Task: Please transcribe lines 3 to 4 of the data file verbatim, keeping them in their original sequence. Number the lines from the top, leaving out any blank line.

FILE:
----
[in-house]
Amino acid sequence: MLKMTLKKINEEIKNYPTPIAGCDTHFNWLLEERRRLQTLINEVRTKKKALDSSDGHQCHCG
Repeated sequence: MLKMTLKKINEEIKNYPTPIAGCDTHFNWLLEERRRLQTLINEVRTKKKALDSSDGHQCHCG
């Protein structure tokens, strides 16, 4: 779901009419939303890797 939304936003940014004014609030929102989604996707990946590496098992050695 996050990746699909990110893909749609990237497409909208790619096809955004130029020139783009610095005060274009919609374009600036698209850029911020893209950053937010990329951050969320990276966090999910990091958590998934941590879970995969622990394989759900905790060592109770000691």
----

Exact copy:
Repeated sequence: MLKMTLKKINEEIKNYPTPIAGCDTHFNWLLEERRRLQTLINEVRTKKKALDSSDGHQCHCG
């Protein structure tokens, strides 16, 4: 779901009419939303890797 939304936003940014004014609030929102989604996707990946590496098992050695 996050990746699909990110893909749609990237497409909208790619096809955004130029020139783009610095005060274009919609374009600036698209850029911020893209950053937010990329951050969320990276966090999910990091958590998934941590879970995969622990394989759900905790060592109770000691």